Blended learning with MS Teams and Yammer

A classroom social network can enrich class activities by creating a fun, competitive and collaborative environment for students.


 Social media and communication platforms help to organise teamwork in the workplace. But it can do just the same for a classroom. In this scenario, the teachers adapted Microsoft Teams and Yammer to a classroom setting to build an educational social network. They delivered home assignments to foster autonomous learning. They presented group challenges that keep students engaged and develop their collaboration skills. Everything happens on the online platform, which comes alive with the posts and activities of the teachers and students. Teachers can monitor all student discussions and answers, to track those who need more support or supplementary assignments. Teachers can easily involve their colleagues to create social networks for other subjects, making this a collaborative whole-school practice!



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Mathematics, rubric, classroom polling, online quiz, social network, self-assessment, online dashboard

Quick reference
Develop collaborative skills and autonomous learning in students and monitor their needs on a classroom social network
Informatics, Mathematics, Science
Office 365 access with MS Yammer and Teams
Implementation level
Target group age
Primary or secondary school
DFA tool
Classroom polling, Dashboard/Monitoring tool, Social media/Communication platform
1 - 3 sessions


Maria João Passos and Mónica Carvalheira in the Freixo School Cluster joined forces to implement a blended learning practice in their schools. They use MS Yammer and MS Teams to create an online learning space for their students.

Maria João and Mónica create and provide all the materials through the platform to their students. Students use videos, slides, tutorials, polls, surveys, as well as formative tasks such as rubrics. They learn with their classmates and interact with each other at their own pace, both at home and in the classroom. With every poll and post, the social network becomes a dynamic and eventful space. 

  1. Personalise learning (the learner learns at his/her pace)
  2. Promote collaborative learning
  3. Assess students' learning
  4. Provide feedback to students about their learning process
  5. Give feedback to teachers about the learning process and content to be reviewed
  6. Develop self-assessment skills

With these tools, students can review the contents (through tutorials prepared by teachers and adapted to the characteristics of students, depending on the difficulties diagnosed) as often as they want on any of their digital devices and anywhere, allowing them to learn at their own pace. By checking students’ answers, teachers can understand how well students learned the content and adapt their teaching. In turn, students can better see whether they learned the subject.

Microsoft Yammer is a social media platform typically used in the professional environment to facilitate collaboration among colleagues (see this playlist of tutorials). In this scenario, the teachers adapted this to a classroom setting as an educational social network. It is completely controlled by the teachers who are the administrators. They create a space that only members can see and navigate.

Microsoft Teams is another digital communication platform in Office 365 that provides a chat-based workspace, private messaging, tasks assignment and the creation of different channels to organise collaboration by topics (see this demonstration video). An interesting feature of teams is that it is possible to add additional features to customise it. For instance, the teachers can add apps like Mentimeter, Kahoot, Plickers for polling and online quizzes and Microsoft Forms for surveys.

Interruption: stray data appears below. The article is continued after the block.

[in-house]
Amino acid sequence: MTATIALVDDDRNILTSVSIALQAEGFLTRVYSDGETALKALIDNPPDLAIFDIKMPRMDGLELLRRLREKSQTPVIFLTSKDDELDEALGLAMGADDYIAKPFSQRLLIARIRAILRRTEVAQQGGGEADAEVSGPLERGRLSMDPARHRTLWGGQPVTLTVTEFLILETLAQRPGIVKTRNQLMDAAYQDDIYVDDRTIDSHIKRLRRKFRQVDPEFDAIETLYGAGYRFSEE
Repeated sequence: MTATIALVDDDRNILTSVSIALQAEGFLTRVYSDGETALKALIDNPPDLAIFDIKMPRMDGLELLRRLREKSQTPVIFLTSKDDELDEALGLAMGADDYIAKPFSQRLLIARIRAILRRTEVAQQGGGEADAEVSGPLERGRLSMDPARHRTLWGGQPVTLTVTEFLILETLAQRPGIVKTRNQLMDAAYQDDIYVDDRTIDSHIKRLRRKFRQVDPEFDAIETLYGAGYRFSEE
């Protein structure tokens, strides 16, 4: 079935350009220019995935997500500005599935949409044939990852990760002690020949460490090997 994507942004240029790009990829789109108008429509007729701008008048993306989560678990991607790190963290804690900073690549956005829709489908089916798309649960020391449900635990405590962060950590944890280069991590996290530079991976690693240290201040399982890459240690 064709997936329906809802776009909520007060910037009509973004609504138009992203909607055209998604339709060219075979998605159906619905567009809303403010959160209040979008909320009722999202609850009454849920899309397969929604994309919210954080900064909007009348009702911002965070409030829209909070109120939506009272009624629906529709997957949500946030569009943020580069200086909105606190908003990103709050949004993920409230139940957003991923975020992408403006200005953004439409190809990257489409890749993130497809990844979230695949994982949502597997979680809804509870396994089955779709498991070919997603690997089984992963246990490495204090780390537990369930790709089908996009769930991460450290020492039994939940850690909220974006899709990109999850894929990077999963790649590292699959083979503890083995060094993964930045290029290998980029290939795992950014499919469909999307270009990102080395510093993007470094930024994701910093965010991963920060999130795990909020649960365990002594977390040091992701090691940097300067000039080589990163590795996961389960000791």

The Activity

Students need to register following an invitation from the administrator to become a member. The teachers start the session with individual work. This is followed by discussions within subgroups and finally, a discussion with the whole classroom. 

Group work like classroom quizzes can also be done without the need for external apps, by using the poll tool in the app. For instance, the teacher can post a quiz just like on Facebook. 

In poll about a physics problem posted on Yammer, Maria João and Mónica asked (see Figure 1) 6th grade students to show whether they can identify the solid volume; identify data and missing data and calculate the volume of the solid by applying the appropriate formula.

The figure in the physics question represents the flattening of the base and the lateral surface of a box in the shape of a hexagonal prism. The task is to fill the prism with chocolate and wrap it as a gift. The box will be adorned with a ribbon, as shown in the figure. Students consider 5.9 cm as the measure of the apothem of the base of the box, then calculate the volume of the box, in cubic centimetres, rounded to the nearest integer. They then calculate the amount of tape used, in meters, in each box, knowing that to make a loop, 50 cm of tape is required.

Figure 1. Classroom poll about the volume of solids, posted on Yammer. Some students have selected the incorrect answer

Students first go on Yammer. Each student carries out the challenge on their notebook. They then go to the poll posted by the teacher (or into a polling app) to provide the answer they consider correct by "voting”. 

After solving the problem in the classroom in collaboration with each other, students verify whether their reasoning is correct, while having the opportunity to clarify their doubts in collaboration with classmates. The class observes the poll results digitally and understand how their knowledge is related to the content, and to what group of votes they correspond. 

Before creating a poll, the teacher can anticipate typical errors and add them as voting options in the poll. For instance, she might know from past lessons that students make a typical mistake in the equation for calculating volume. She can add this as a poll option to spot students that make this typical mistake. She can then provide feedback to address such mistakes. 

Figure 2 Classroom polling for the isometry activity. All students have voted for the correct answer.